To understand yourself better, do a career self-assessment, take time to reflect on past
accomplishments, and write down things you’re passionate about. If you’re not good at this kind of self-reflection, ask a trusted friend, family member, or colleague for feedback. What do they see as your strengths, weaknesses, and possible roles? This may be a difficult but usually beneficial discussion.

Some government agencies can also provide resources for you job search, such as this link from the MN Department of Employment and Economic Development (DEED): https://mn.gov/deed/job-seekers/job-guide/

To learn more about a job target or current trends in the job market, commit to doing some serious research. Doing research of some kind is imperative. Online articles from magazine or newspapers sources, blog posts at various career sites, and even going to the library can still be a valuable place to find directories on industries and professional organizations.

If you’re looking for employment trends, here are some great links to consider:

Occupational Outlook Handbook: https://www.bls.gov/ooh/

Career One Stop: https://www.careeronestop.org/

O-NET:  https://www.onetonline.org/

Reach Out through Networking

If you’re isolated from others, your job search will be that much slower. If you don’t currently have a network, don’t despair. Start by asking your friends, family, or colleagues for help or referrals. This will give your job search some much-needed momentum.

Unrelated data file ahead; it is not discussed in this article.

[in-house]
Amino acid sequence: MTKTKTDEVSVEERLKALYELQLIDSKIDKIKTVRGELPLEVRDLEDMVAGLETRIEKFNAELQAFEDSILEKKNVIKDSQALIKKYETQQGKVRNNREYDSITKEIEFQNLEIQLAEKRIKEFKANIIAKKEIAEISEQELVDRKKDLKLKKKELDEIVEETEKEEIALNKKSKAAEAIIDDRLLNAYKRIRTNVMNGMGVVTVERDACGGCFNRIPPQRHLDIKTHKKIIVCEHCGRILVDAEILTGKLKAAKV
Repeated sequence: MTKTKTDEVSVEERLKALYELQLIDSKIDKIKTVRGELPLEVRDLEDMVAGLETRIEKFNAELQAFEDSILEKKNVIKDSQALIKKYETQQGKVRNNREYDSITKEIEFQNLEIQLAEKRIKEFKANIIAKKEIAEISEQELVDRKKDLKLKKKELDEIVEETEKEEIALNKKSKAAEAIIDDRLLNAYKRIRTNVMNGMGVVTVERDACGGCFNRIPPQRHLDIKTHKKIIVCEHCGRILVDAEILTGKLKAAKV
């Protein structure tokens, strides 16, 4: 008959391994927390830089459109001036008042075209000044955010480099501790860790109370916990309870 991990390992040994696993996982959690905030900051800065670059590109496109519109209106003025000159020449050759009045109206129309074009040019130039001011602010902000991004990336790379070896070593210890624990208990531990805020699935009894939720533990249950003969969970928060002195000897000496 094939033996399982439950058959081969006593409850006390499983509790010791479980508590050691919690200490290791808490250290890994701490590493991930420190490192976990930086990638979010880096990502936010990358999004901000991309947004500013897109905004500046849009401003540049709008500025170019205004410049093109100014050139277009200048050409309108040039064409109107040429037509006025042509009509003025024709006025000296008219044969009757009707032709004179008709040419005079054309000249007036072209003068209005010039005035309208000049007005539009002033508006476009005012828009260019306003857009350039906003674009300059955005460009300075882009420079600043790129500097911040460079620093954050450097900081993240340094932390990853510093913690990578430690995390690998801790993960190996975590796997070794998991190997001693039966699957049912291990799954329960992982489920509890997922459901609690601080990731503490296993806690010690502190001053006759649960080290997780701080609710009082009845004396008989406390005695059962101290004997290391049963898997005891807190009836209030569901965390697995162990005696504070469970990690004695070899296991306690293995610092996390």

In addition, take advantage of job transition groups in your community. These groups, which meet at work centers, libraries, and other venues, allow you meet others with similar goals, share ideas, and start building your network. Even during the Covid 19 pandemic, various job transition groups have met virtually or in person. Here are two sites to consider:

Wooddale Church has provided transition/search resources for decades: https://jobtransition.net/

Career Force has job support groups (MN): https://www.careerforcemn.com/workshop-category/job-clubtransition-supportnetworking-group

Perhaps the best networking resource I’ve seen in recent years is the book “The 20-Minute Networking Meeting”. Marcia Ballinger with Nathan Perez provide a compact, step-by-step process for staying focused in your networking meeting and winning people over as advocates of your search efforts.

Polish Your Presentation

As you start to get out there and interact with others, the way you describe yourself and what you offer becomes critical to your success. Two aspects of your presentation to be particularly aware of: articulating your key marketing points and polishing your nonverbal presentation.
To articulate your key marketing points effectively, you must have a clear idea of what you offer and how you’re different. This is where the focus mentioned earlier is critical. Know what value you bring that distinguishes you from the competition, and be able to communicate it concisely. Today, individuals need to understand the concept of “brand”, whether it’s in an interpersonal interaction or on your LinkedIn webpage. William Arruda & Kirsten Dixson illustrate the power of standing out in their book “Career Distinction: Stand Out by Building Your Brand.” As you interact with others during networking and at interviews, how you look, smile, sit, stand, and